DETROIT - Margo Duncan Nelson was afraid of the water as a child, but these days she is in the pool almost daily teaching children how to swim.
"As a child, I was petrified of swimming. (I) didn't learn how to swim until I got to college," said Margo Duncan-Nelson.
Nelson, a teacher for 20 years, has spent the last four poolside in Detroit Public Schools. She teaches kindergarten through eighth grade students how to swim at the pool inside Burton International Academy.
She wants the children to have fun as they learn their water skills, but her main priority is safety.
"I teach them, if someone falls in the water, you go get someone, and if they fall in the water that's where I concentrate on the doggy paddling because that's a rescue stroke and they can save themselves at least getting over to the side of the pool to get out," said Duncan-Nelson.
Nelson was running the classes on her own until she received some help from the Boll Family YMCA's Detroit Swims program.
"They sent in over three instructors, two that actually get in the water and one lifeguard, because before they came over, I was lifeguarding, teaching swimming, manning the locker rooms," said Duncan-Nelson. "Because of Detroit Swims, you know, I'm able to kind of exhale a little bit more, the kids get more water time, they're learning more."
The need to teach swimming in Detroit is great with 7 out of 10 children unable to swim according to Detroit Swims. In urban areas, the drowning rate for African American and Latino children is three times higher than kids in the suburbs.
Detroit Swims began nearly three years ago with the goal to teach every child in Detroit how to swim by fifth grade. According to the Boll Family YMCA, children in underserved communities often don't learn water safety and swimming skills, which can lead to a disproportionate amount of deaths and injuries related to swimming each year.
Briana Charleston was one of the first swim instructors for Detroit Swims.
"I grew up in Detroit and I know a lot of my friends from Detroit don't know how to swim," said Briana Charleston.
Charleston saved a friend from drowning when she was seven years old because she knew what to do when she saw someone get in trouble in the water.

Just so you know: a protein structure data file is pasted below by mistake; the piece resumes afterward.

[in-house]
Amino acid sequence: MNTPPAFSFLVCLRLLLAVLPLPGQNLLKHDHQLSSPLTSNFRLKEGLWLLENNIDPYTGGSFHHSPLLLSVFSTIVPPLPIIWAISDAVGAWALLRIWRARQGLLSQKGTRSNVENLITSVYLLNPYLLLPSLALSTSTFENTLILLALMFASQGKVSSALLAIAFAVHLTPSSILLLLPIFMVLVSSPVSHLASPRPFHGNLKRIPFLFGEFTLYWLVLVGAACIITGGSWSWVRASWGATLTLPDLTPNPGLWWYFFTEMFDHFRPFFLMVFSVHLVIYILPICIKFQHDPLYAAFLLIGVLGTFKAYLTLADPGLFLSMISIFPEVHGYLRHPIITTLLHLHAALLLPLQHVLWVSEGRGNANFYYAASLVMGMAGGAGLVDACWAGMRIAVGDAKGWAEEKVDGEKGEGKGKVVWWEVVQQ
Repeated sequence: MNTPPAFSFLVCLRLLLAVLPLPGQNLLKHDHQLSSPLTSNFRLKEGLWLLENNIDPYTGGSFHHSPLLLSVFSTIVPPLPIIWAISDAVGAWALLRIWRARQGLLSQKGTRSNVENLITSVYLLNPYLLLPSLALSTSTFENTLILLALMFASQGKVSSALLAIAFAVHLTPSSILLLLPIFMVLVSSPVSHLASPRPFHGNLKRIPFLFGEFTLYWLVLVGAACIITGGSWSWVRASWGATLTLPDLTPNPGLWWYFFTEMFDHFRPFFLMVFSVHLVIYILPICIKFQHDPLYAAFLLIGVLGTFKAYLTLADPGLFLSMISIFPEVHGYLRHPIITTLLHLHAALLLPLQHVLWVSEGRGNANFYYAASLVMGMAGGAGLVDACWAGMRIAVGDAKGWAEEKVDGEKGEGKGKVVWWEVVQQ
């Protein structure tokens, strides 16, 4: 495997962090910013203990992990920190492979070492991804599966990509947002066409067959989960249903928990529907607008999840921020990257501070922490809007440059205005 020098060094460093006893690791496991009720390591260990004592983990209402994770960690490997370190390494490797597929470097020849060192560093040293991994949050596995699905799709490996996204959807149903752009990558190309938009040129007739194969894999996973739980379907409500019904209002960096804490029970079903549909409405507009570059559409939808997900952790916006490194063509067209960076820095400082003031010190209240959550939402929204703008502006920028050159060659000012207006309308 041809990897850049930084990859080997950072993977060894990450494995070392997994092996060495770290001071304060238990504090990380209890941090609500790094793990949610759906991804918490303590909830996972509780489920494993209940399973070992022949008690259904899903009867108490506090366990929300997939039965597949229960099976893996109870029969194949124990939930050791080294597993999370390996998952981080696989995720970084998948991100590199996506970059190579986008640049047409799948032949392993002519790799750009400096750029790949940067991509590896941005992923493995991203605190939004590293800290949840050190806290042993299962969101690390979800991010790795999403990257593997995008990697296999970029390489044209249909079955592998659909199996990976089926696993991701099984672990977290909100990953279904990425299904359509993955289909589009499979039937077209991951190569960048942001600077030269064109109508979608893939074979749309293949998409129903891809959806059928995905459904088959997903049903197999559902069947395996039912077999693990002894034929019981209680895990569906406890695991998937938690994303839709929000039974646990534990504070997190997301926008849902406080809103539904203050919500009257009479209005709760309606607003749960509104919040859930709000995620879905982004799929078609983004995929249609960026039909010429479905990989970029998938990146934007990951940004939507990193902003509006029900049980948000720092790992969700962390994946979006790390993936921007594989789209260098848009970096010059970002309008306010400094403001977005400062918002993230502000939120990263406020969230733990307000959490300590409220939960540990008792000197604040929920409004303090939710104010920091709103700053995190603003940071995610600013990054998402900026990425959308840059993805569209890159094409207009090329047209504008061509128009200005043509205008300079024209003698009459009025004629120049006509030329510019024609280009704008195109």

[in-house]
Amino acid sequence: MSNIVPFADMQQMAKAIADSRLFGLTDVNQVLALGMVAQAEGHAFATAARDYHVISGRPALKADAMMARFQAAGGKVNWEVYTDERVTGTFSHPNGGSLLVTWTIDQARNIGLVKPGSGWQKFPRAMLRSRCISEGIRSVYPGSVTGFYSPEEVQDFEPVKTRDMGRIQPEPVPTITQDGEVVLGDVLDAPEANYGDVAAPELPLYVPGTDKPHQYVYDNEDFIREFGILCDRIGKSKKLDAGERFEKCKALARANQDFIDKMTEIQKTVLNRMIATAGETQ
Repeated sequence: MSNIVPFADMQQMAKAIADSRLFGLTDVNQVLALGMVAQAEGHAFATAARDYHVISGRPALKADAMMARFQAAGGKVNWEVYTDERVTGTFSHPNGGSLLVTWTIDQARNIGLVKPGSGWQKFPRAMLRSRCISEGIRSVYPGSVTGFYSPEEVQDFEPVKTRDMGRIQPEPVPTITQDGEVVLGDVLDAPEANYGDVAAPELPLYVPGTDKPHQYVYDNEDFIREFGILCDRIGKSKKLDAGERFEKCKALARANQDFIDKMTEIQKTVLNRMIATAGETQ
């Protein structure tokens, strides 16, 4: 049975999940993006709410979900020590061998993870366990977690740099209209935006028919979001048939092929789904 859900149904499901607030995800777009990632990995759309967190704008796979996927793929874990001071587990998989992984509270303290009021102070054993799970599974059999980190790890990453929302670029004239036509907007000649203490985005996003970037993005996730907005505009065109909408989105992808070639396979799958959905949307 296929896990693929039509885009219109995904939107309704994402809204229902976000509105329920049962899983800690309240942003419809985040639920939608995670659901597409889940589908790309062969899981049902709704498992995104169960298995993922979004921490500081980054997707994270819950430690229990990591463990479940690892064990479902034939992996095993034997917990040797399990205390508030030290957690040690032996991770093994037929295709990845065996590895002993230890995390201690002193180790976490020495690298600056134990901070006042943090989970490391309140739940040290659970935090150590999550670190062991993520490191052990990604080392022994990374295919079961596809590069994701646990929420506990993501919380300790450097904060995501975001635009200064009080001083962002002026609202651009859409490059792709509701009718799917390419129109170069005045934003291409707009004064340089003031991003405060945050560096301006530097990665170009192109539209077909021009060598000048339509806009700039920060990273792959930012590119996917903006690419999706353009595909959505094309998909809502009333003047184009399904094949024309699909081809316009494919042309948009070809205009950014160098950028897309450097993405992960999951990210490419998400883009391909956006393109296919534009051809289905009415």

"I learned at the Y, so it's really nice for me to see kids who have that passion who want to know things like that so if something happens to themselves, they know how to fix it, if something happens to their friends, they know how to help them as well," said Charleston.
The students at Burton International Academy are improving their water skills, Charleston said she can really see a difference with each swim lesson.
"About 80 percent of the class could not put their face under water. They were completely terrified of the water and now, just being here, seeing them progress, we have kids that can basically swim across the pool," Charleston said.
Burton International Academy's principal Dr. John T Wilson said Nelson is not just teaching children how to swim, her lessons are helping them succeed back in the classroom too.
"In the pool, they're learning our core common standards for MEAP," said Dr. John T Wilson, principal of Burton International Academy. "She's talking about the volume in the water and she is then demonstrating the skills for swimming."
The pool has also become a a big motivator for the students to earn extra swim time for meeting certain classroom targets like reading.
"It's awesome," said second grade student Cody Calmese.
"She give us all the directions in the pool so we don't drown," said Shamariel Parker, a second grade student.
"I don't force anyone to do anything. All I want is participation and I just want you to try," said Duncan-Nelson.
Detroit Swims works with schools, community pools and other urban centers to bring its swim programs to Detroit children. They are currently in the following schools: Mumford High School, Marcus Garvey Academy, Detroit Leadership Academy, Detroit Institute of Technology, and Bethune Academy.
Detroit Swims offers an eight week program that teaches a child to be proficient in swim strokes and water safety. The Boll Family YMCA said it costs about $100 per child to teach them how to swim.
The Y accepts financial donations, donations of swim suits and goggles, and volunteers to help keep Detroit Swims going in the city. For more information on the program or how to help, click here.
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